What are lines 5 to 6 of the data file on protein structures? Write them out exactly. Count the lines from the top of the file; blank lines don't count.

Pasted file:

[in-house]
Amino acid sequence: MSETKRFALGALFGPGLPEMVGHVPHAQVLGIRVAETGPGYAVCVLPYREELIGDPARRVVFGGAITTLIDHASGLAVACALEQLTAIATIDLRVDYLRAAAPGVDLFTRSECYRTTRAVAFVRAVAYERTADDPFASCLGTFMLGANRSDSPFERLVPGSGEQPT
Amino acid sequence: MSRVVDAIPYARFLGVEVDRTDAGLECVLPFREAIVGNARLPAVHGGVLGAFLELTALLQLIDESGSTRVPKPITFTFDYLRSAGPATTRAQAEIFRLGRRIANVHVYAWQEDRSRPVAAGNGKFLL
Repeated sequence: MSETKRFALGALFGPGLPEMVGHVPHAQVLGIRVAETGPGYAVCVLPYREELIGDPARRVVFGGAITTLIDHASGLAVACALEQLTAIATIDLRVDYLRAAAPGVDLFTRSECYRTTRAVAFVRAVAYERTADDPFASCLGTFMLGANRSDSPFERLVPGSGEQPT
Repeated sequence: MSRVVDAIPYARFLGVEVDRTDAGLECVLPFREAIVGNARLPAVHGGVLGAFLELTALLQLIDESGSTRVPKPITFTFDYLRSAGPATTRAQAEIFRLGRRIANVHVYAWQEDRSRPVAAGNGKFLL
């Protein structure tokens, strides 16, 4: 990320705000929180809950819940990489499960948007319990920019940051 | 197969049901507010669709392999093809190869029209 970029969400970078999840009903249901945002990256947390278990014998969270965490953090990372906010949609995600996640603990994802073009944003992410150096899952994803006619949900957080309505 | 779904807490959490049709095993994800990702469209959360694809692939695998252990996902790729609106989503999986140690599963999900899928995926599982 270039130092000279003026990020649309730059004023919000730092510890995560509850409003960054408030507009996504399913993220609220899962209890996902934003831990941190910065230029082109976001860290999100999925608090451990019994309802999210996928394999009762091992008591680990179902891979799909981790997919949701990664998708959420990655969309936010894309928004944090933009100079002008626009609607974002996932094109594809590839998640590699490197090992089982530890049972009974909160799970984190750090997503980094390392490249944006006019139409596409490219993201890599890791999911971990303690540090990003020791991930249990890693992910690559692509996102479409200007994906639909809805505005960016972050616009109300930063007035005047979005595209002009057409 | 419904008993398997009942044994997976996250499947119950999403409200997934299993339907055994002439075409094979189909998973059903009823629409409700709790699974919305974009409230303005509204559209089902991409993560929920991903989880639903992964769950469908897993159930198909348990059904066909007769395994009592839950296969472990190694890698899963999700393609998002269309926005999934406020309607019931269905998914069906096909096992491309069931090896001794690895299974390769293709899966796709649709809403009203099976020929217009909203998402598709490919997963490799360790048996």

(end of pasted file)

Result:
Repeated sequence: MSRVVDAIPYARFLGVEVDRTDAGLECVLPFREAIVGNARLPAVHGGVLGAFLELTALLQLIDESGSTRVPKPITFTFDYLRSAGPATTRAQAEIFRLGRRIANVHVYAWQEDRSRPVAAGNGKFLL
């Protein structure tokens, strides 16, 4: 990320705000929180809950819940990489499960948007319990920019940051 | 197969049901507010669709392999093809190869029209 970029969400970078999840009903249901945002990256947390278990014998969270965490953090990372906010949609995600996640603990994802073009944003992410150096899952994803006619949900957080309505 | 779904807490959490049709095993994800990702469209959360694809692939695998252990996902790729609106989503999986140690599963999900899928995926599982 270039130092000279003026990020649309730059004023919000730092510890995560509850409003960054408030507009996504399913993220609220899962209890996902934003831990941190910065230029082109976001860290999100999925608090451990019994309802999210996928394999009762091992008591680990179902891979799909981790997919949701990664998708959420990655969309936010894309928004944090933009100079002008626009609607974002996932094109594809590839998640590699490197090992089982530890049972009974909160799970984190750090997503980094390392490249944006006019139409596409490219993201890599890791999911971990303690540090990003020791991930249990890693992910690559692509996102479409200007994906639909809805505005960016972050616009109300930063007035005047979005595209002009057409 | 419904008993398997009942044994997976996250499947119950999403409200997934299993339907055994002439075409094979189909998973059903009823629409409700709790699974919305974009409230303005509204559209089902991409993560929920991903989880639903992964769950469908897993159930198909348990059904066909007769395994009592839950296969472990190694890698899963999700393609998002269309926005999934406020309607019931269905998914069906096909096992491309069931090896001794690895299974390769293709899966796709649709809403009203099976020929217009909203998402598709490919997963490799360790048996």